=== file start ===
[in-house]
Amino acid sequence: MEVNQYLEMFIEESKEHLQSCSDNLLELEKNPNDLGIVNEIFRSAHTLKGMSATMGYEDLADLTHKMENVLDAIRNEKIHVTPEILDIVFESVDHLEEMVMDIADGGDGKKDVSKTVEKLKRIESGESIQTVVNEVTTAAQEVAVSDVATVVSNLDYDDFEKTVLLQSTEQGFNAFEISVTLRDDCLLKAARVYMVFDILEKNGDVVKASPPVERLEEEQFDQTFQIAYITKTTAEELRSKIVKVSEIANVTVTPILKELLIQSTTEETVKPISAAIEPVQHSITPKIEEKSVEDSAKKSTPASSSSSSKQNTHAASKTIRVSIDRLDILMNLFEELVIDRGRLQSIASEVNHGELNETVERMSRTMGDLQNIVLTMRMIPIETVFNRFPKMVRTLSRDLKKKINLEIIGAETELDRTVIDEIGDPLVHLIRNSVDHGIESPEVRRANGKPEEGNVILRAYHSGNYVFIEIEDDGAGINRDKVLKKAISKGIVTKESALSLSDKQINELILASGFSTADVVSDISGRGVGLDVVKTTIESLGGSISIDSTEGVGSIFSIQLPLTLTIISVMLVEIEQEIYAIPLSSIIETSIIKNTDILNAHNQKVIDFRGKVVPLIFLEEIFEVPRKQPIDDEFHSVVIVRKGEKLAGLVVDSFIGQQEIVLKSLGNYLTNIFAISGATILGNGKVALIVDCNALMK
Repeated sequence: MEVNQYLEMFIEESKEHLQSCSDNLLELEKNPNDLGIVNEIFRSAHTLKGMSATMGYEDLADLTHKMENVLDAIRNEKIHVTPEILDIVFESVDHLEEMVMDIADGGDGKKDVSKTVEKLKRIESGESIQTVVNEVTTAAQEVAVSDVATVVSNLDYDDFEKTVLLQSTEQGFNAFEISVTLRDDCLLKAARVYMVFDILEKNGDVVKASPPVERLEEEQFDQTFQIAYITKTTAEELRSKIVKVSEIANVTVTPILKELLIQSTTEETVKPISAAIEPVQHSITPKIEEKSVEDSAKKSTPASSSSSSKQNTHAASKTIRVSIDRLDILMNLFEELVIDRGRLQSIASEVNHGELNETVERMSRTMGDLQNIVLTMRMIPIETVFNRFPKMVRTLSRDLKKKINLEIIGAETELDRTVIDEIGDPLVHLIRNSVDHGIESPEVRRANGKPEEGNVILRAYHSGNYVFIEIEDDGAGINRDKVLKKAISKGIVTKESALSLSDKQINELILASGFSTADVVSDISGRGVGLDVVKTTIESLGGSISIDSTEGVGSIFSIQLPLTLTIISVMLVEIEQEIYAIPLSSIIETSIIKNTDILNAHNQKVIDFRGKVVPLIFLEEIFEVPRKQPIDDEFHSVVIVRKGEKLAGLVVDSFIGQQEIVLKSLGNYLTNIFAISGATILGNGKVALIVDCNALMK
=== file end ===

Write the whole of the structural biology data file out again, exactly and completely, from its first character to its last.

[in-house]
Amino acid sequence: MEVNQYLEMFIEESKEHLQSCSDNLLELEKNPNDLGIVNEIFRSAHTLKGMSATMGYEDLADLTHKMENVLDAIRNEKIHVTPEILDIVFESVDHLEEMVMDIADGGDGKKDVSKTVEKLKRIESGESIQTVVNEVTTAAQEVAVSDVATVVSNLDYDDFEKTVLLQSTEQGFNAFEISVTLRDDCLLKAARVYMVFDILEKNGDVVKASPPVERLEEEQFDQTFQIAYITKTTAEELRSKIVKVSEIANVTVTPILKELLIQSTTEETVKPISAAIEPVQHSITPKIEEKSVEDSAKKSTPASSSSSSKQNTHAASKTIRVSIDRLDILMNLFEELVIDRGRLQSIASEVNHGELNETVERMSRTMGDLQNIVLTMRMIPIETVFNRFPKMVRTLSRDLKKKINLEIIGAETELDRTVIDEIGDPLVHLIRNSVDHGIESPEVRRANGKPEEGNVILRAYHSGNYVFIEIEDDGAGINRDKVLKKAISKGIVTKESALSLSDKQINELILASGFSTADVVSDISGRGVGLDVVKTTIESLGGSISIDSTEGVGSIFSIQLPLTLTIISVMLVEIEQEIYAIPLSSIIETSIIKNTDILNAHNQKVIDFRGKVVPLIFLEEIFEVPRKQPIDDEFHSVVIVRKGEKLAGLVVDSFIGQQEIVLKSLGNYLTNIFAISGATILGNGKVALIVDCNALMK
Repeated sequence: MEVNQYLEMFIEESKEHLQSCSDNLLELEKNPNDLGIVNEIFRSAHTLKGMSATMGYEDLADLTHKMENVLDAIRNEKIHVTPEILDIVFESVDHLEEMVMDIADGGDGKKDVSKTVEKLKRIESGESIQTVVNEVTTAAQEVAVSDVATVVSNLDYDDFEKTVLLQSTEQGFNAFEISVTLRDDCLLKAARVYMVFDILEKNGDVVKASPPVERLEEEQFDQTFQIAYITKTTAEELRSKIVKVSEIANVTVTPILKELLIQSTTEETVKPISAAIEPVQHSITPKIEEKSVEDSAKKSTPASSSSSSKQNTHAASKTIRVSIDRLDILMNLFEELVIDRGRLQSIASEVNHGELNETVERMSRTMGDLQNIVLTMRMIPIETVFNRFPKMVRTLSRDLKKKINLEIIGAETELDRTVIDEIGDPLVHLIRNSVDHGIESPEVRRANGKPEEGNVILRAYHSGNYVFIEIEDDGAGINRDKVLKKAISKGIVTKESALSLSDKQINELILASGFSTADVVSDISGRGVGLDVVKTTIESLGGSISIDSTEGVGSIFSIQLPLTLTIISVMLVEIEQEIYAIPLSSIIETSIIKNTDILNAHNQKVIDFRGKVVPLIFLEEIFEVPRKQPIDDEFHSVVIVRKGEKLAGLVVDSFIGQQEIVLKSLGNYLTNIFAISGATILGNGKVALIVDCNALMK